Since the beginning of time humans have always used boxes to store, protect from both damage and theft, organize, and/or display their belongings, whether precious, perishable, small or large. The ancient cultures made boxes for their games, their jewelry, their food, their money, and their papers. The ancient Egyptians used boxes to store food as well as implements and the innards of their dead to be used in the after life.
Boxes have always had a mystique about them. Human history abounds with famous boxes such as the mythological Pandora’s box, the political ballot box and the religious donation box. All these boxes are part of our culture and have fascinating stories associated with them. Ancient cultures developed the art of making boxes early on, and to the trained eye a box can easily be related to the culture that created it. Early boxes were normally made of materials found abundantly in nature. The requirements for such materials were rigidity, resistance to dampness, easily shapeable, and durability.
Wood, being a solid material with many of the required properties for box making as well as being one of the most abundant and easiest to work with, lends itself very well to such an application. The fact that wood can be obtained in large pieces also makes it very well suited for making large boxes. It also has an inherent natural beauty associated with its grain giving wooden boxes a decorative property that many other materials do not provide.
While large boxes and chests were the most common in the early days of American modern history, the economic prosperity in the late 18th and throughout the 19th century resulted in people’s increased ability to acquire and purchase luxury items. Thus the use of smaller boxes to protect, organize, and display these luxuries became more common as the middle class began to prosper. In addition, such prosperity allowed people to purchase foodstuff and perishables in large quantities, which necessitated the acquisition of storage boxes for use in the kitchen.
Generally softwoods are easier to work with than hardwoods. These were very abundant in the Northeastern part of the US, where the early settlers lived. These woods were not inherently as decorative as hardwoods and thus when used to make boxes they were further decorated to enhance their beauty and value. Painting them, drawing on them, or covering them with decorative paper was the method of choice to decorate such boxes.
Many of these boxes depend on their shape, coloring, and metal straps or nails as the means of decoration. They usually develop a nice patina with age, which is probably the only way to authenticate them. Their simplicity and the fact that many were destroyed in use or by rodents in the old farmstead makes them difficult to find and very desirable. Those retaining original decoration or authentic patina are rare and valuable.
This article looks at some of the primitive utilitarian boxes or containers, which were very common in American homes in the late 18th and through the 19th centuries and are becoming highly collectible. These boxes, which were used to store and protect all types of staples and valuables, were normally made of common woods abundant in the Northeastern US such as pine, poplar, walnut, and maple. They were held together with nails, wooden pegs, metal straps and/or wooden straps. They were often decorated by painting with vegetable based paints in monochrome colors and hand decorated with floral or country scenes to increase their aesthetics. Such boxes were prevalent in the Northeastern part of the United States with many coming from the Pennsylvania, Ohio, New Jersey, and New York. Those made in Pennsylvania had a distinct German (so called Pennsylvania Dutch) character and were highly decorated. Pennsylvania German decorated boxes are highly collectible and usually command very high prices.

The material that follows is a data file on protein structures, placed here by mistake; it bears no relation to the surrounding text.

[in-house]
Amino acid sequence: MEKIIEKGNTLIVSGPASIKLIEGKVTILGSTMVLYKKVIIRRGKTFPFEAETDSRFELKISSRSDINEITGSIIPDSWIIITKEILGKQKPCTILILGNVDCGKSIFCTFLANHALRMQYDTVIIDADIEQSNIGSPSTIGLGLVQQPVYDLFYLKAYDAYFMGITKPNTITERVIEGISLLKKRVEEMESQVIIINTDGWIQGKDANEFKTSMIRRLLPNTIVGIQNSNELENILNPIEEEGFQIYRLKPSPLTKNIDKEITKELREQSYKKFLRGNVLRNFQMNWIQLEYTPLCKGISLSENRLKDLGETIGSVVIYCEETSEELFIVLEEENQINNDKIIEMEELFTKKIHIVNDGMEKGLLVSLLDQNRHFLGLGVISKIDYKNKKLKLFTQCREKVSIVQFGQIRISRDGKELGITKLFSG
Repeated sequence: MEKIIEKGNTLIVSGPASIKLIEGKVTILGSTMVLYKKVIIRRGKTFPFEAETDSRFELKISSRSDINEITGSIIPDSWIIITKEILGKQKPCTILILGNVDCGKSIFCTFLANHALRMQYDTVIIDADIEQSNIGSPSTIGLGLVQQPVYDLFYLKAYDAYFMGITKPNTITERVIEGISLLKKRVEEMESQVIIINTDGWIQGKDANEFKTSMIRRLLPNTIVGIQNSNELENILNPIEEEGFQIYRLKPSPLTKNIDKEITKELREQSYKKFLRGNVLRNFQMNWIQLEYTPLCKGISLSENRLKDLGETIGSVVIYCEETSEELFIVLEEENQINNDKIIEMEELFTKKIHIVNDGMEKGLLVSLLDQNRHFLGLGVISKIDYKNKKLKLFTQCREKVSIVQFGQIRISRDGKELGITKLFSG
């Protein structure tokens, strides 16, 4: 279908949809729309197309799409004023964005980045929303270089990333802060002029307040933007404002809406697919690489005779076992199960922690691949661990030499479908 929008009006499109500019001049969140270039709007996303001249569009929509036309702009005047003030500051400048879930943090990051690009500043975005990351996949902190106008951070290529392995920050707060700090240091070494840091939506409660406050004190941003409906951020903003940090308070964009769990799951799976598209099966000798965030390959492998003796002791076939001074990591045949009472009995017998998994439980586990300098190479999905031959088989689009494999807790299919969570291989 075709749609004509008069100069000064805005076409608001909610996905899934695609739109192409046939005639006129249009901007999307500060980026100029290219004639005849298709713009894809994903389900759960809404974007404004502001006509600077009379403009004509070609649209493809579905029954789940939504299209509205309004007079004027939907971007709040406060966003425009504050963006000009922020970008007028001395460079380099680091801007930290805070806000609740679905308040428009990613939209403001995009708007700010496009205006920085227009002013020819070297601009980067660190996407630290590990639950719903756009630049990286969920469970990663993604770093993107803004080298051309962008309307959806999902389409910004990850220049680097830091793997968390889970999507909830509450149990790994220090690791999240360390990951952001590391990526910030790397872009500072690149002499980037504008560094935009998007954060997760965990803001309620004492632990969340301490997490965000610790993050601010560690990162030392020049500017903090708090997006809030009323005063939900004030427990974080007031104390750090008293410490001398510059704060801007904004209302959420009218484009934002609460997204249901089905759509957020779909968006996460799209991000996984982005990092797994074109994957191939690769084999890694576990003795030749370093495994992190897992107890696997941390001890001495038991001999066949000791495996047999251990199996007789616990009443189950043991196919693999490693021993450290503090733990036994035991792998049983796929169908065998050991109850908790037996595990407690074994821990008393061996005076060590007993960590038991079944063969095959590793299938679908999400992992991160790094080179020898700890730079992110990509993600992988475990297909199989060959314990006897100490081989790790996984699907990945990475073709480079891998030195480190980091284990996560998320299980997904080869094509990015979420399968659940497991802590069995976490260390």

Examples of primitive boxes include sugar buckets, otherwise known as firkins, pantry and spice boxes made of bent wood, Shaker boxes, a generic name for simple and austere boxes made within the shaker communities in New England, New York and Kentucky, miniature chests, and candle boxes.
Pantry and spice boxesThese boxes were used in the kitchen and were normally round in shape and had lift-off lids. They were constructed using thin pine or maple sheets, which were bent to create the round shape of the box. Such boxes came in all sizes to accommodate the various quantities to be stored. Shaker boxes are one example of this type of box used extensively in the kitchens of American homes.
In the 1700’s these boxes were made individually by hand. However, the advent of mechanization in the 1800’s allowed mass production. The difference between handmade and machine-made boxes can be detected by carefully inspecting the box and its construction. Handmade boxes are normally rarer than the machine made boxes and command a premium.
Attributing the handmade boxes is very difficult, since they are normally unsigned and have no markings that would allow identification. On the other hand many of the mass produced boxes were stamped with a patent date or the name of the manufacturer. Purchasing the older handmade boxes in estate auctions is probably the best and safest way to acquire them, since they would have been in the family for generation and such provenance would guarantee their authenticity.
Shaker boxes were made of bent maple and pine, which was used for the top and the bottom. These boxes have fingers, which are nailed to the sides of the box to hold the box together. They were used in the pantry to store foodstuff. They developed nice patina with age and have been imitated by many makers over time. Figure 1 is Small Shaker fingered herb box from the mid 19th century. It has a lift-off lid initialed "BC". It measures 3½” in length, 2” wide and 1½” high. Side is maple, top and bottom made of pine. These boxes are rather rare and command a high price in auctions. This specific example sold for $150.00 at auction.